Texas Chainsaw Massacre (2022) is an okayish disappointment.

If psychotronic cinema, or, when you get down to it, any cinema, is about experience then The Texas Chain Saw Massacre must be one of the greatest movies of all time. It is an unrelenting, exhausting, almost total-body experience; be it during its moments to shocking terror, its nightmarish social observations, its frequently disjointed surrealist turns, or its nihilistic horror spectacular. Even its soundtrack, which for the final third of the movie is dominated by the constant screams of its Final Girl being dredged through a stygian hellscape, is an emotive and evocative tour de force.

Obviously, it’s not to everyone’s tastes and the bulk of its greatness comes from pushing the boundaries of genre conventions, seeking to indulge the worst excesses of exploitation cinema, budget and talent constraints, and just plain dumb luck. But it is a singular, majestic vision that few have come close to matching. Especially its sequels, which for the most part cranked up the gore they thought was in the original and pissed away the cultural commentary that they clearly thought was an irrelevancy. So, when I heard (in the same week it was being released) that Texas Chainsaw Massacre* was coming out I was filled with indifference towards it.

Then I spotted it on Netflix, draped across the front page as its big welcoming offering, and it was Friday night and it would be rude not to.

Ten minutes into the movie, I thought it was everything I had been looking for since I first saw the original and then I sought out its equally batshit crazy, but heading relentlessly towards self-parody, 80s follow-ups. It has absolutely amazing themes; touching on things like gentrification and gun control but using them to ask broader questions about the assumptive nature of people and how social conflict can be rational but based on bad faith. It had sparks of the original setup but used them to create a contemporary dynamic rather than fuel nostalgia. And it had a Leatherface that we could feel actual, honest to god sympathy for. This wasn’t a monster, this was a man driven to monstrous acts by misfortune. This was almost as cool as the Nightmare On Elm Street reboot where Freddy was innocent, until the producers clearly bottled that brave train of thought…

“…I don’t know… do you have one in blue?

We have a core cast of teenagers, played by an incredible cast of Elsie Fisher, Jacob Latimore, Sarah Yarkin, and Nell Hudson. They are tight, as friends and family need to be, but individual and with the kind of butting egos that friends and family actually have. We have the locals, fronted by an impeccably manly but emotionally complex Moe Dunford and we have a meat-mountain of a villain, played perfectly by Mark Burnham. It was possibly the best cast in the series because everyone works so well together; there have clearly been talented performers in previous episodes but never with everyone so well matched.

And then the killing started.

And it was good.

“I’m not going out in that!”

Oh my, it was very good. It was big, it was bloody, it was inventive, it was cruel, and it made me laugh at the sheer audacity of it. Every moment of it was charnel house derangement; a Loony Tune writ in easily perished flesh. It started big, and it got bigger; like a ballet of physically improbable destruction. There was a beat, a tempo to its madness. Some kind of primal, inner logic that made me, the outsider, feel terror and amusement. The previous 30 minutes of plot and character and tension were about to be hoist upon a petard of spinning, rending steel. It was a worthy, timely successor.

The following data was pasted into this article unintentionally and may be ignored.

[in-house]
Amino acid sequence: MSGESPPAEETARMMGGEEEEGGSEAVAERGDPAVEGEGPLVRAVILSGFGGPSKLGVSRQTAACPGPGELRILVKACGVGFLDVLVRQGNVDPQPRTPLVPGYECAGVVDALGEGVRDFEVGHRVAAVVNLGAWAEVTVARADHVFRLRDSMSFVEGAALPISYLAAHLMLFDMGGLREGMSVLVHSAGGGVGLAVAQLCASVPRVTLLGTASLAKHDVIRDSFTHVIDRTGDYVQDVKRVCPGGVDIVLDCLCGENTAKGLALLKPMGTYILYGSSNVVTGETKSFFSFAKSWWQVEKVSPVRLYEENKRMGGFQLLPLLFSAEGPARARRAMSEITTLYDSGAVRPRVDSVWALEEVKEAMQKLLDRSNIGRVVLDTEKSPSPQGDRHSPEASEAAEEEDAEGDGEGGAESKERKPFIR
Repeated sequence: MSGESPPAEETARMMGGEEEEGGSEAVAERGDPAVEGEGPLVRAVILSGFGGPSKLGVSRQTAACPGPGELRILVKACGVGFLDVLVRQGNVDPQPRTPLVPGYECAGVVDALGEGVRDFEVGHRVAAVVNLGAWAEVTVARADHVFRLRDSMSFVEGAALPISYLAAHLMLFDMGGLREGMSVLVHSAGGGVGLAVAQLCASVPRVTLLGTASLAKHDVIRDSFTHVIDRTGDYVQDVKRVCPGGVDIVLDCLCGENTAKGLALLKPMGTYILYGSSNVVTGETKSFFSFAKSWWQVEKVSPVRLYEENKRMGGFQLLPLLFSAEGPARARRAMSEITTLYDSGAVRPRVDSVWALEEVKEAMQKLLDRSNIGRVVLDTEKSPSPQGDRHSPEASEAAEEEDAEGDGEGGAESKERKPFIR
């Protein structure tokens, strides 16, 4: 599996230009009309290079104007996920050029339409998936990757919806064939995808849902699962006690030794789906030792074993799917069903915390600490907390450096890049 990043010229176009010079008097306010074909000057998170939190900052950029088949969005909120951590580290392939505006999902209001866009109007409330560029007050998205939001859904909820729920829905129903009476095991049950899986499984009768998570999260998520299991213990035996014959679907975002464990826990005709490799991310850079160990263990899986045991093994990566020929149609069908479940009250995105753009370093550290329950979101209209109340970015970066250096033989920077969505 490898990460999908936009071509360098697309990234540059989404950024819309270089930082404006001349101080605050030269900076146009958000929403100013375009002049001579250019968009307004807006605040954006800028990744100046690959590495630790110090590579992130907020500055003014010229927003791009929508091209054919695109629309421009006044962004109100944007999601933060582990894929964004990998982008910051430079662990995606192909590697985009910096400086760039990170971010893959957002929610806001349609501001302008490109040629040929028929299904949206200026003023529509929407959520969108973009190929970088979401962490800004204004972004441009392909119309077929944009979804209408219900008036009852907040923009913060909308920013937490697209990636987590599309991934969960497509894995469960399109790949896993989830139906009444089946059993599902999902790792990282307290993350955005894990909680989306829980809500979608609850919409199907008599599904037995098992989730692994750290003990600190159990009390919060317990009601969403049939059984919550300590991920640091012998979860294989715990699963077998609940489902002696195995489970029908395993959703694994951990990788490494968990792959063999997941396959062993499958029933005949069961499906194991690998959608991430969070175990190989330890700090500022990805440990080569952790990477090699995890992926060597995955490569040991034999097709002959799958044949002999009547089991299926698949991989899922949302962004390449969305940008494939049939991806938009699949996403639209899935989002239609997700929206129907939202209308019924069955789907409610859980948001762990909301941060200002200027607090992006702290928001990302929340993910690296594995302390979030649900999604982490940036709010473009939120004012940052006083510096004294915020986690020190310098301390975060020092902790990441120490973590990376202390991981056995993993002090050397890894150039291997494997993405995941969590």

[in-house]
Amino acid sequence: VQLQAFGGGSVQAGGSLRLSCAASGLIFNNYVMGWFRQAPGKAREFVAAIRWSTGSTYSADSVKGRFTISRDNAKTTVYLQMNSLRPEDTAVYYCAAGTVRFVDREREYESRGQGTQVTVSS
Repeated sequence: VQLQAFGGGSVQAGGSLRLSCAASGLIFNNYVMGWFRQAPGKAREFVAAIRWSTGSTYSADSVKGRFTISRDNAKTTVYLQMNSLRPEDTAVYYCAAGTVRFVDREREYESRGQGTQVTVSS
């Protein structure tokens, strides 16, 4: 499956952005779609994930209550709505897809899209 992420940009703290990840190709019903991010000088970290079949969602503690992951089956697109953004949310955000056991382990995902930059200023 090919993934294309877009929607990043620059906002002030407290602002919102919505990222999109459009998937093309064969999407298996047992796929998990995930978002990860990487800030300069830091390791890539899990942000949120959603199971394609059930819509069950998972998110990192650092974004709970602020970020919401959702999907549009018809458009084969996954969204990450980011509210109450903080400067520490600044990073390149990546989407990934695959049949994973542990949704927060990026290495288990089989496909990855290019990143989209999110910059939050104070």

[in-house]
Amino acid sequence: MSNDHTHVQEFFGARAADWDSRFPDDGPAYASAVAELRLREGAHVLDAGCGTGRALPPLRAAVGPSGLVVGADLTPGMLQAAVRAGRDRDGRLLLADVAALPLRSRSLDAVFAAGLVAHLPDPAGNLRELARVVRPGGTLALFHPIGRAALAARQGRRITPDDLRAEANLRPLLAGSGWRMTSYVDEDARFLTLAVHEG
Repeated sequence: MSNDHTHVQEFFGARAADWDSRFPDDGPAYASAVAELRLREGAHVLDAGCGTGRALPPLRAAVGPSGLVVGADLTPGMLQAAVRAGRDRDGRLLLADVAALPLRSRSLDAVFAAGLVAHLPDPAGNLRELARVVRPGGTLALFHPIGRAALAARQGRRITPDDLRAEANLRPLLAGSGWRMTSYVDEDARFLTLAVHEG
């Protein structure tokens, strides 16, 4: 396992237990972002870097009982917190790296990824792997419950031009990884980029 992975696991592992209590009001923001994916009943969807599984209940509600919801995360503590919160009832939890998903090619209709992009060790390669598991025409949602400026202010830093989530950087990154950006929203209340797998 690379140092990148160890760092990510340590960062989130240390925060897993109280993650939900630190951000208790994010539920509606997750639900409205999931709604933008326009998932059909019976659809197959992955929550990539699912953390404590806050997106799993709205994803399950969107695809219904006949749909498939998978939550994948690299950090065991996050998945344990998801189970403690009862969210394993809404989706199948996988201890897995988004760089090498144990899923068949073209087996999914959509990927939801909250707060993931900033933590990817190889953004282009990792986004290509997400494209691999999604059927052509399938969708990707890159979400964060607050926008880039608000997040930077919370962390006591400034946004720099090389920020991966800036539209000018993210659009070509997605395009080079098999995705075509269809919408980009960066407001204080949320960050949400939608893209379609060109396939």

And then, like a gazelle gracefully jumping into the blades of a stationary woodchipper, it was gone and all that was left was a dull red mist. It was back to the lump hammer over-violence, commentary in crayon, and predictable twists and turns. It was no longer a nightmare, it was a roller-coaster. I can’t quite explain when the switch happened, but it was definitely before Leatherface chainsawed a bunch of yuppies who were too busy live-streaming their own demise to run away and my eyes started rolling.

Old reliable!

The visual style was still there, but I just felt far less engaged and excited. Leatherface was no longer any kind of cipher, he was, at best, Jaws in human form and, at worst, a slanderous misrepresentation of neurological disabilities. He was drabber, and the violence he spewed forth was contractually obligated. The rest of the cast tried their best as before, but their character traits were now survivor or victim, and there was no logic or message from how that was decided. It went from intriguing to very well executed inevitability, no longer courting with subversions of expectations but just ticking off the choicest of tropes.

“Did I leave the gas on?”

Thankfully, the film clocked in under the 90-minute mark so it never outstayed its welcome, the violence stayed creative, and there were just enough plot twists to keep it just on the Treasure side. But mostly it was coasting on the first 30 minutes when it really tried to think about what it could be. It never got weak enough to be “Bad”; if you want something playfully violent and playground sadistic then it does the job quite well and people who don’t find other people getting ripped up by a range of commercial appliances an engaging pastime will get nothing from it. I can’t say I hated it, but I can’t say I’d be bothered to watch it again or check out a sequel. It just never managed to live up to its own potential, and somewhere there is a brave, exciting version of this film that could have been if the makers of this hadn’t bottled their brave train of thought.

The Raggedyman

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